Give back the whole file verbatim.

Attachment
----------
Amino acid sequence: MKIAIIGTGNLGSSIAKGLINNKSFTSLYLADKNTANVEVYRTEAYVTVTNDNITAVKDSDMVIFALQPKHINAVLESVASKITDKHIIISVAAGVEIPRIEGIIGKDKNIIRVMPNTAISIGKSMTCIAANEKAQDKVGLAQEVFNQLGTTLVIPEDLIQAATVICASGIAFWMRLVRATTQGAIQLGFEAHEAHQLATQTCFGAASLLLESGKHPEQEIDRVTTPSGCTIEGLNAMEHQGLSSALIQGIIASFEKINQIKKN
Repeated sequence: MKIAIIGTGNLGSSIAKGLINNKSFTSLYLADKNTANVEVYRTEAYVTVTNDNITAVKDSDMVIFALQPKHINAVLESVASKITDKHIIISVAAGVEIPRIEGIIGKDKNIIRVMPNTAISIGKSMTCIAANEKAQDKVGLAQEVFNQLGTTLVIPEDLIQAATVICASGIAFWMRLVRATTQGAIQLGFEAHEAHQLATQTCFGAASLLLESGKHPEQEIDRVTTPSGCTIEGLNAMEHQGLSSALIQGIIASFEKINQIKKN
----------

Amino acid sequence: MKIAIIGTGNLGSSIAKGLINNKSFTSLYLADKNTANVEVYRTEAYVTVTNDNITAVKDSDMVIFALQPKHINAVLESVASKITDKHIIISVAAGVEIPRIEGIIGKDKNIIRVMPNTAISIGKSMTCIAANEKAQDKVGLAQEVFNQLGTTLVIPEDLIQAATVICASGIAFWMRLVRATTQGAIQLGFEAHEAHQLATQTCFGAASLLLESGKHPEQEIDRVTTPSGCTIEGLNAMEHQGLSSALIQGIIASFEKINQIKKN
Repeated sequence: MKIAIIGTGNLGSSIAKGLINNKSFTSLYLADKNTANVEVYRTEAYVTVTNDNITAVKDSDMVIFALQPKHINAVLESVASKITDKHIIISVAAGVEIPRIEGIIGKDKNIIRVMPNTAISIGKSMTCIAANEKAQDKVGLAQEVFNQLGTTLVIPEDLIQAATVICASGIAFWMRLVRATTQGAIQLGFEAHEAHQLATQTCFGAASLLLESGKHPEQEIDRVTTPSGCTIEGLNAMEHQGLSSALIQGIIASFEKINQIKKN